United States District Court, N.D. Indiana, South Bend Division
MELINDA S. COOK, Plaintiff,
COMMISSIONER OF SOCIAL SECURITY, Defendant.
OPINION AND ORDER
Michael G. Gotsch, Sr. United States Magistrate Judge
Melinda S. Cook seeks judicial review of the Social Security
Commissioner's decision that, as of February 16, 2015,
she was no longer entitled to Title II disability insurance
benefits (“DIB”), and Title XVI supplemental
security income (“SSI”). This Court has
jurisdiction pursuant to 42 U.S.C. § 405(g) and may
enter a ruling in this matter based on the parties'
consent pursuant to 28 U.S.C. § 636(b)(1)(B). For the
reasons below, the Court affirms the decision of the
Commissioner of the Social Security Administration.
Overview of the Case
alleges that the depressive condition that initially entitled
her to disability benefits has not improved, and that she is
thus entitled to continue receiving disability benefits. [DE
37 at 7]. In a decision dated July 15, 2008, Cook was found
disabled as of August 16, 2004. Thus, initially, Cook was
deemed eligible for disability benefits based upon her severe
impairment of depression, which met or equaled Listings 12.04
and 12.08. [DE 27 at 9]; see also 20 C.F.R. 404,
Subpart P, App. 1.
after conducting a review of Cook's disability, as
authorized by 20 C.F.R. § 404.1589, the Commissioner
determined that Cook “was no longer disabled as
of” February 16, 2015. [DE 21 at 23]. Cook filed a
timely request for a hearing before an Administrative Law
Judge (“ALJ”), who determined that the
claimant's disability had indeed ended on February 16,
2015, and that the claimant had not become disabled again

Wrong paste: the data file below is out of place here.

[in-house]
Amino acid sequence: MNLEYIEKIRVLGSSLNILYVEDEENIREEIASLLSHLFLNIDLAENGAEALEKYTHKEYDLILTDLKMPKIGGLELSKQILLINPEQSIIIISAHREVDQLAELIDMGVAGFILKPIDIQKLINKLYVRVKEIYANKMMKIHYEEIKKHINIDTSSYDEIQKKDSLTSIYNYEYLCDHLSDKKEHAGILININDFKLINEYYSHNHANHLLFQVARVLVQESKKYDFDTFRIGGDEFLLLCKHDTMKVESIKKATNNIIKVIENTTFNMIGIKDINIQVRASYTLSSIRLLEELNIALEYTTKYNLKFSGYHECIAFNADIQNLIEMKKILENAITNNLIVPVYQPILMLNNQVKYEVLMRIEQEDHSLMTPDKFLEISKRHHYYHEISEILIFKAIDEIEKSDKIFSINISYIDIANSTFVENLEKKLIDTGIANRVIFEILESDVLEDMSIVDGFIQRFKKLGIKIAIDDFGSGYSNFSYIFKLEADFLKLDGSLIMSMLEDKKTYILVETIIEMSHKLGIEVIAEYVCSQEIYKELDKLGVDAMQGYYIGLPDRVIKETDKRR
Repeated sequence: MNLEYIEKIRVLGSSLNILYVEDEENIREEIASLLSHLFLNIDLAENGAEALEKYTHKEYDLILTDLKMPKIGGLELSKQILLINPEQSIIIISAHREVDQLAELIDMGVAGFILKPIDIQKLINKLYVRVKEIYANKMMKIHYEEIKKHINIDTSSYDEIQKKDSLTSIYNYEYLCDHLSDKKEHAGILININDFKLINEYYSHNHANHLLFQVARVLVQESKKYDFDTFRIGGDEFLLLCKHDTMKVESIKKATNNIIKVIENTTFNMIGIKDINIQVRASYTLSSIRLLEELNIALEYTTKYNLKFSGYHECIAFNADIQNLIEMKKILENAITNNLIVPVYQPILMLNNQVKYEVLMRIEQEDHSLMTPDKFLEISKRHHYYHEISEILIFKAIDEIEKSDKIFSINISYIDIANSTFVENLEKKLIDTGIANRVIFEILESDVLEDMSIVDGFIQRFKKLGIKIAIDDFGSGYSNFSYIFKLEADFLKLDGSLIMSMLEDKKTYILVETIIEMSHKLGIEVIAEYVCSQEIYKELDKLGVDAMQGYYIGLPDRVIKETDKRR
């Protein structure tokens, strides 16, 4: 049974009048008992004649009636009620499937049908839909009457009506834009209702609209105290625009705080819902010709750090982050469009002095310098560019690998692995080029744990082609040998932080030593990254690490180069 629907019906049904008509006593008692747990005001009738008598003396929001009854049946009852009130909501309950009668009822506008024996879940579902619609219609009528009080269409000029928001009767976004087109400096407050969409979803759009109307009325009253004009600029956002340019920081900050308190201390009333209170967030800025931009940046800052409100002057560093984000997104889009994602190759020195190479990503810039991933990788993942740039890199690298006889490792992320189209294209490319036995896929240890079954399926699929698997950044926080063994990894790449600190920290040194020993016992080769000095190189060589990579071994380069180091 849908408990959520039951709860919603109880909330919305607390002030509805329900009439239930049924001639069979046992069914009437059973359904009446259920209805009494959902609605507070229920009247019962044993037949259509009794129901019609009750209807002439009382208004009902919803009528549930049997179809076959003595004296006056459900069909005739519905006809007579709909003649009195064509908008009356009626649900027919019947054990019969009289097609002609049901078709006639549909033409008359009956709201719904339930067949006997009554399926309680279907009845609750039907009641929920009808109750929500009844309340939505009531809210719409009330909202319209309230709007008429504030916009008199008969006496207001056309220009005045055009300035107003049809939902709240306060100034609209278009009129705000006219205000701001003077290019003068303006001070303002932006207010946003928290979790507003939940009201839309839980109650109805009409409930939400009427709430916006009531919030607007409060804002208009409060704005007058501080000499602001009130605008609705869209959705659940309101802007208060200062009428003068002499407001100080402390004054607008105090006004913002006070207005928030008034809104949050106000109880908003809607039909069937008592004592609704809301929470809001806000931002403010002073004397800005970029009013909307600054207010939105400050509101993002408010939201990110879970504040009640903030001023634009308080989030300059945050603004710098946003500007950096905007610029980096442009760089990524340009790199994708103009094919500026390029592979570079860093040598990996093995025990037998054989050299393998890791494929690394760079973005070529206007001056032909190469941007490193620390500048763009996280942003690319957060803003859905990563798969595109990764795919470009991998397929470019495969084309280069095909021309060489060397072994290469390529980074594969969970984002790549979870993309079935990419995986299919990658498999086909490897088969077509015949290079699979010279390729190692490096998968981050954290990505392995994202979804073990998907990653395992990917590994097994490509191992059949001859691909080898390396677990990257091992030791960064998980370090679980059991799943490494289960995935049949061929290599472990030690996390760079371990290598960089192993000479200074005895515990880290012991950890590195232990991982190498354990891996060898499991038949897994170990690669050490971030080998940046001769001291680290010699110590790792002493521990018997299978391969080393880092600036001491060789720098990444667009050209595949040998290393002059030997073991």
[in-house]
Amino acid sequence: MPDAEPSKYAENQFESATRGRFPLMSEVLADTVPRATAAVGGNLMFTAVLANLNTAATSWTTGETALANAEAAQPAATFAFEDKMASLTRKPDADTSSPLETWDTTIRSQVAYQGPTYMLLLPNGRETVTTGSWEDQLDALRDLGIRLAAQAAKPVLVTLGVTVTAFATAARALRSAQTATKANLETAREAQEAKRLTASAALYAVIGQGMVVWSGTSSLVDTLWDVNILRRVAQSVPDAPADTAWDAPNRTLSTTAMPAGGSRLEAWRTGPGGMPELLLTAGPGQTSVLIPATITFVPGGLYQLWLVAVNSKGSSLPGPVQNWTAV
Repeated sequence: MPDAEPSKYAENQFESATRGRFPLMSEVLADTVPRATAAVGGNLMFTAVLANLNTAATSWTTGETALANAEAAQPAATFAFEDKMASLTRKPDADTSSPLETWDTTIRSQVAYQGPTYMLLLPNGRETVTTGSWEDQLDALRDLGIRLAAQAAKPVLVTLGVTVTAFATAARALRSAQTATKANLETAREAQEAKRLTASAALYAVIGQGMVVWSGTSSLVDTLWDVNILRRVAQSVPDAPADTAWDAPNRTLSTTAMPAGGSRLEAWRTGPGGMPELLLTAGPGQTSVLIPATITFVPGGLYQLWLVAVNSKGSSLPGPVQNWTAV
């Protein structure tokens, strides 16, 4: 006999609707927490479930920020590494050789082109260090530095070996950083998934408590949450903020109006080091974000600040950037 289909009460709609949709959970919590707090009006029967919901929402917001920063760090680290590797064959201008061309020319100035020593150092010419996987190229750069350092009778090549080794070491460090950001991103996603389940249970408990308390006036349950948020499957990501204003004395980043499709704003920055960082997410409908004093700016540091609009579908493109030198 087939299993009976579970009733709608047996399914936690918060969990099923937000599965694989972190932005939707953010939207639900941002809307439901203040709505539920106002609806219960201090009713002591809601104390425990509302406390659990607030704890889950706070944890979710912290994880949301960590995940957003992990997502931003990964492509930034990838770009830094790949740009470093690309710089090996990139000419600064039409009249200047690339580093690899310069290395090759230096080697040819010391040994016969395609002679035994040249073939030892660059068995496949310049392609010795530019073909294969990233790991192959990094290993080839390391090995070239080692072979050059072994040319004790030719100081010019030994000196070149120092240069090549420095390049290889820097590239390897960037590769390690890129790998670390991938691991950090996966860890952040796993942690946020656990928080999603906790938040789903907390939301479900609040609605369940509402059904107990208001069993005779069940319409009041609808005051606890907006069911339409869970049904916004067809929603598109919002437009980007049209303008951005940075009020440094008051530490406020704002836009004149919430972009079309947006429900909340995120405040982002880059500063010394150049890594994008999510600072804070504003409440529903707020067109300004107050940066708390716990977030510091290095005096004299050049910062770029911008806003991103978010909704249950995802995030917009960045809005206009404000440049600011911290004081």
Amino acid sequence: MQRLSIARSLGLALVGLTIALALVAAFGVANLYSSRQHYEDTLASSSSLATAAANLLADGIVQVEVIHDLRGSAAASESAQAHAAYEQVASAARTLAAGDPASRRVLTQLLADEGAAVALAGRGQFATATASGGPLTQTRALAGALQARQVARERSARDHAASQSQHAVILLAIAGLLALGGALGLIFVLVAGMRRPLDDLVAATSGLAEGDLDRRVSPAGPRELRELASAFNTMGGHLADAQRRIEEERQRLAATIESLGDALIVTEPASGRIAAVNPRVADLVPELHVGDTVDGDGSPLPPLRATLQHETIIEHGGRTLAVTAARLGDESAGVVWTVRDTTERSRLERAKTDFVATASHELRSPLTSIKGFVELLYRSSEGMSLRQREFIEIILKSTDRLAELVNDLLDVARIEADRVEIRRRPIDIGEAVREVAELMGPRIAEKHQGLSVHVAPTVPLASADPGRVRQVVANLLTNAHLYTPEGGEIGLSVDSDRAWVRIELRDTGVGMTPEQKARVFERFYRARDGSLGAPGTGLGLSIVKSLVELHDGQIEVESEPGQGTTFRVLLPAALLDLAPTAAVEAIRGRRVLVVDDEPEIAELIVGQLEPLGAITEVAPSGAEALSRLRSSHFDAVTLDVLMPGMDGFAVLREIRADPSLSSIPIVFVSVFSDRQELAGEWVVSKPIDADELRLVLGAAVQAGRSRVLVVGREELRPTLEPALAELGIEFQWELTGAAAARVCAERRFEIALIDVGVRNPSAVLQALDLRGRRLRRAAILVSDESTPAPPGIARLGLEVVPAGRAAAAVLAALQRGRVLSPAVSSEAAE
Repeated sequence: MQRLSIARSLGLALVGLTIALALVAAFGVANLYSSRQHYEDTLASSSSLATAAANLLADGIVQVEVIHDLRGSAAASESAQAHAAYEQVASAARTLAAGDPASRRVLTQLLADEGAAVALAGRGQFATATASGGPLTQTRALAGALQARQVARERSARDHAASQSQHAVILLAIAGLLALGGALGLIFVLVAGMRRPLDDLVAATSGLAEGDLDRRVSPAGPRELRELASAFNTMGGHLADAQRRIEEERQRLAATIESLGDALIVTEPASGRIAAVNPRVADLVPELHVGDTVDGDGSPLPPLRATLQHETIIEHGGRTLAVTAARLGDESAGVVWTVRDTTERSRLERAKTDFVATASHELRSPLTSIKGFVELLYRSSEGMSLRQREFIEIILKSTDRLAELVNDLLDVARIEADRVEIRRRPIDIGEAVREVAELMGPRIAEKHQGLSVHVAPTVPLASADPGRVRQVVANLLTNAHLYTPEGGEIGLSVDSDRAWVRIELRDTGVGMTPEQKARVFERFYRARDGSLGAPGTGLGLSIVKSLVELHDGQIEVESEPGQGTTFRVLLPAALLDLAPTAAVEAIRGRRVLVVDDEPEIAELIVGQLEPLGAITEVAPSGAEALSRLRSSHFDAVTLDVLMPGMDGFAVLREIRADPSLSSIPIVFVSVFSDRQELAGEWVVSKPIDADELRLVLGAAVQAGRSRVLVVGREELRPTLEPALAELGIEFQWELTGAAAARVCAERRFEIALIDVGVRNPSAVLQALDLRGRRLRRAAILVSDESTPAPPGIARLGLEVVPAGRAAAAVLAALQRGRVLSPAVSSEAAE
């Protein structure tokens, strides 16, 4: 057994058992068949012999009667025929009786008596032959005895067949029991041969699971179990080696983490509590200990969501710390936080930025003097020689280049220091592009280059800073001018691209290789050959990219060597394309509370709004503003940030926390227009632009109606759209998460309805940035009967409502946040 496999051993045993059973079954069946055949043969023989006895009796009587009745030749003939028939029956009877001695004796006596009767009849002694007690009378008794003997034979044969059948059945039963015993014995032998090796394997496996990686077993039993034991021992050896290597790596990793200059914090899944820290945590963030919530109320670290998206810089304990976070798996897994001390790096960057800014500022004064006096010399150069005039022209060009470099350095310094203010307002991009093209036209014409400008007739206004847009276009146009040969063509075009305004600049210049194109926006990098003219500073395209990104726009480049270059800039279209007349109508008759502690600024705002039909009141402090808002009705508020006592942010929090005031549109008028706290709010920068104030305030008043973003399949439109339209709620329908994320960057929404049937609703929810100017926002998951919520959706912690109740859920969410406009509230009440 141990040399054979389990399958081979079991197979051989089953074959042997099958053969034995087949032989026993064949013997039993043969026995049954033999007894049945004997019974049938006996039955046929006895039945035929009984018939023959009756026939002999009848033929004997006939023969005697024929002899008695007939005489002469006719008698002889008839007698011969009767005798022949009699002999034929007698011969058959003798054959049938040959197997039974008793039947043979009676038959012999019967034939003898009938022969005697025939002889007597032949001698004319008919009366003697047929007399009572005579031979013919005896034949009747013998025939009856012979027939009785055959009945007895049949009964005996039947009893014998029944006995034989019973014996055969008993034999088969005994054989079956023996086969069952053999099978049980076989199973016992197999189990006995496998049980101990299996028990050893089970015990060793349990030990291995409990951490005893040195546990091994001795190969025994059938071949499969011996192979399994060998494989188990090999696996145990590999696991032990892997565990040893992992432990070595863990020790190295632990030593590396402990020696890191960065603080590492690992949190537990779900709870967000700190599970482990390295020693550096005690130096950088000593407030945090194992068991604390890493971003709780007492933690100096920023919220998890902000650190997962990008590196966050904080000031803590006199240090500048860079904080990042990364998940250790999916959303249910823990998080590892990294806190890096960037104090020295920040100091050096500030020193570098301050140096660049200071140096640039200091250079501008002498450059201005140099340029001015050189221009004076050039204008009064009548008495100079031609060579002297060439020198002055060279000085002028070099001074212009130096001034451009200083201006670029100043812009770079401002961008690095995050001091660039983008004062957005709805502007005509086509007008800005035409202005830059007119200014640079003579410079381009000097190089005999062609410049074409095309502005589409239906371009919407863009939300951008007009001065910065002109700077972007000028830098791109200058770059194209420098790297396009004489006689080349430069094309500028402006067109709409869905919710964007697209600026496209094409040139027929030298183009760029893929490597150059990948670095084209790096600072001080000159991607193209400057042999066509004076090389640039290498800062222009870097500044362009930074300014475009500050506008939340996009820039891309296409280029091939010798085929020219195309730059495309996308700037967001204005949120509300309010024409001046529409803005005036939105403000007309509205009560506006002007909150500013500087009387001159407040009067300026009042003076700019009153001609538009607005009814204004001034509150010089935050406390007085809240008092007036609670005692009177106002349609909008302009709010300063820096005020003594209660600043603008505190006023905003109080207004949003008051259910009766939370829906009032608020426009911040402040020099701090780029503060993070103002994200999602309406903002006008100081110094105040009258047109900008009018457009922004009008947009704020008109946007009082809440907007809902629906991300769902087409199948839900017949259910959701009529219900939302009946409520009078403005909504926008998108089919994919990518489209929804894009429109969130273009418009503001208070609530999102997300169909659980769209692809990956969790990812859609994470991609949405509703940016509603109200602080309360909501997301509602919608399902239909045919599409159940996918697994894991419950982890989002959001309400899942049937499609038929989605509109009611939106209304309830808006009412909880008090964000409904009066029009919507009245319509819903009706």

thereafter. [Id. at 33]. The ALJ reached this
conclusion because he found that Cook no longer had marked or
extreme limitations in her functioning under the relevant
paragraph B criteria, and thus her mental impairment no
longer met or equaled any Listing, including 12.02, 12.04, or
12.08. [Id. at 27]. In reaching this decision, the
ALJ also considered Cook's other severe impairments of
borderline intellectual functioning, obesity, degenerative
disc disease, and right elbow impairment. [Id. at
25-26]. While the ALJ found that Cook continued to have
severe impairments, the ALJ also found that Cook had the
residual functioning capacity (“RFC”) to perform
light work as defined in the regulations with some additional
specified limitations. [Id. at 28]. As a result, the ALJ
affirmed the Commissioner's decision finding Cook no
longer disabled. [Id. at 33].
Disability Cessation Standard
preliminary matter, the Commissioner's response brief
reflects an erroneous application of the five-step, initial
disability analysis outlined at 20 C.F.R. § 404.1520 to
Cook's case. In cases like Cook's, where the issue is
whether the disability continues, an eight-step analysis, as
outlined at 20 C.F.R. § 404.1594(f), applies. Notably,
some steps in the eight-step disability review process are
identical to steps in the five-step initial disability
process, such as the Listing analysis and RFC determination.
Therefore, the Commissioner's relevant arguments in her
response brief can be considered here.
eight-step inquiry in evaluating whether disability benefits
continue is as follows:
(1) Is the claimant engaged in substantial gainful activity?
If so, his or her disability has ended. (2) If not, does the
claimant have an impairment or combination of impairments
that meet(s) or equal(s) the severity of a listed impairment?
If so, the disability will be found to continue. (3) If not,
has there been a medical improvement? If so, go to step (4).
If not, go to step (5). (4) Is the medical improvement
related to the claimant's ability to do work;
i.e., has there been an increase in the RFC? If not,
go to step (5). If so, go to step (6). (5) If at step (3)
there has been no medical improvement, or if at step (4)
medical improvement is not related to ability to do work, do
any exceptions apply? If one of the improvements from the
first group of medical improvements applies, then look to
step (6). If an exception from the second group applies, then
the disability has ended. (6) Are the claimant's current